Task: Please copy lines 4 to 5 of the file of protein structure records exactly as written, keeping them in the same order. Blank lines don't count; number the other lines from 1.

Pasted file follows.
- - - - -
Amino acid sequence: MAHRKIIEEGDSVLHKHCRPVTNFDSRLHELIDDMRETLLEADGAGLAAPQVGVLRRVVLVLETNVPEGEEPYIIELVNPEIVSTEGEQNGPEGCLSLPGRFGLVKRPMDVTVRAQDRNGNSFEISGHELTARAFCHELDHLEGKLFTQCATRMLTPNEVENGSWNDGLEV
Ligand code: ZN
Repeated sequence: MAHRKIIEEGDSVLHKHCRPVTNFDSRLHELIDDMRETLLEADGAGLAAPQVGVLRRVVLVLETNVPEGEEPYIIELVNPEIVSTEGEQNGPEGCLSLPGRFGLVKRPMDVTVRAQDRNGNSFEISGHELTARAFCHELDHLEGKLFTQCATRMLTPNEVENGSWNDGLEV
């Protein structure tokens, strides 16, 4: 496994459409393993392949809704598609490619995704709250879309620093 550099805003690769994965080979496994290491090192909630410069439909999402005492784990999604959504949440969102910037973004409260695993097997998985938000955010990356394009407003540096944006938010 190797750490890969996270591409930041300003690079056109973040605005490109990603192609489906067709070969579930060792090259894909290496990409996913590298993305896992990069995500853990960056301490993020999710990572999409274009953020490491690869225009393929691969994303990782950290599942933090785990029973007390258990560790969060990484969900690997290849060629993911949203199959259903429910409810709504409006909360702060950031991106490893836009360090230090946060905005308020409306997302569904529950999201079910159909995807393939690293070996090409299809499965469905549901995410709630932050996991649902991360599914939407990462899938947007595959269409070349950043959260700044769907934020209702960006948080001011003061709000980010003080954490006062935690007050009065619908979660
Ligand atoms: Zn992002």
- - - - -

């Protein structure tokens, strides 16, 4: 496994459409393993392949809704598609490619995704709250879309620093 550099805003690769994965080979496994290491090192909630410069439909999402005492784990999604959504949440969102910037973004409260695993097997998985938000955010990356394009407003540096944006938010 190797750490890969996270591409930041300003690079056109973040605005490109990603192609489906067709070969579930060792090259894909290496990409996913590298993305896992990069995500853990960056301490993020999710990572999409274009953020490491690869225009393929691969994303990782950290599942933090785990029973007390258990560790969060990484969900690997290849060629993911949203199959259903429910409810709504409006909360702060950031991106490893836009360090230090946060905005308020409306997302569904529950999201079910159909995807393939690293070996090409299809499965469905549901995410709630932050996991649902991360599914939407990462899938947007595959269409070349950043959260700044769907934020209702960006948080001011003061709000980010003080954490006062935690007050009065619908979660
Ligand atoms: Zn992002």